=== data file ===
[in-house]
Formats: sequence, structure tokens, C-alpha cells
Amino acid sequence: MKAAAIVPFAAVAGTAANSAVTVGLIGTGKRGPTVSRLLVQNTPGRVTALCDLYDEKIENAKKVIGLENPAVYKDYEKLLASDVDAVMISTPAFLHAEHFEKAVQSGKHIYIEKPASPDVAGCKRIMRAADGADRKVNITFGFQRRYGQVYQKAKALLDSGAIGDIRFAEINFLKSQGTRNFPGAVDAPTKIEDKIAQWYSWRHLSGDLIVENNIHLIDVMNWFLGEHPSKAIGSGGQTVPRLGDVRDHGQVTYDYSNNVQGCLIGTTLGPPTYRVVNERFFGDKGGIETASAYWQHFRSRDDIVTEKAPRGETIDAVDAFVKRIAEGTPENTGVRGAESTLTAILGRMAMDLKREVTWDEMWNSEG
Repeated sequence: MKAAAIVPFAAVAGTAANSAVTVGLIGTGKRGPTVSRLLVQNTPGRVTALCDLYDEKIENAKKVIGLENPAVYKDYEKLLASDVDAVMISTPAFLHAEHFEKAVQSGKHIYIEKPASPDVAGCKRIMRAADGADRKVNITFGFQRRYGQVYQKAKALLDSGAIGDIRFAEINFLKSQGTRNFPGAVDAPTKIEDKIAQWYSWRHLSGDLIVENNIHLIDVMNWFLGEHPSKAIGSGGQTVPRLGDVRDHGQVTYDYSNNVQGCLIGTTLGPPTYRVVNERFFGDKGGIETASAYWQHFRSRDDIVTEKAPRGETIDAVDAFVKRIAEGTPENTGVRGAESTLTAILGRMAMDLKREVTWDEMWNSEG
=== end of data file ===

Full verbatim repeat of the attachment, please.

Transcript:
[in-house]
Formats: sequence, structure tokens, C-alpha cells
Amino acid sequence: MKAAAIVPFAAVAGTAANSAVTVGLIGTGKRGPTVSRLLVQNTPGRVTALCDLYDEKIENAKKVIGLENPAVYKDYEKLLASDVDAVMISTPAFLHAEHFEKAVQSGKHIYIEKPASPDVAGCKRIMRAADGADRKVNITFGFQRRYGQVYQKAKALLDSGAIGDIRFAEINFLKSQGTRNFPGAVDAPTKIEDKIAQWYSWRHLSGDLIVENNIHLIDVMNWFLGEHPSKAIGSGGQTVPRLGDVRDHGQVTYDYSNNVQGCLIGTTLGPPTYRVVNERFFGDKGGIETASAYWQHFRSRDDIVTEKAPRGETIDAVDAFVKRIAEGTPENTGVRGAESTLTAILGRMAMDLKREVTWDEMWNSEG
Repeated sequence: MKAAAIVPFAAVAGTAANSAVTVGLIGTGKRGPTVSRLLVQNTPGRVTALCDLYDEKIENAKKVIGLENPAVYKDYEKLLASDVDAVMISTPAFLHAEHFEKAVQSGKHIYIEKPASPDVAGCKRIMRAADGADRKVNITFGFQRRYGQVYQKAKALLDSGAIGDIRFAEINFLKSQGTRNFPGAVDAPTKIEDKIAQWYSWRHLSGDLIVENNIHLIDVMNWFLGEHPSKAIGSGGQTVPRLGDVRDHGQVTYDYSNNVQGCLIGTTLGPPTYRVVNERFFGDKGGIETASAYWQHFRSRDDIVTEKAPRGETIDAVDAFVKRIAEGTPENTGVRGAESTLTAILGRMAMDLKREVTWDEMWNSEG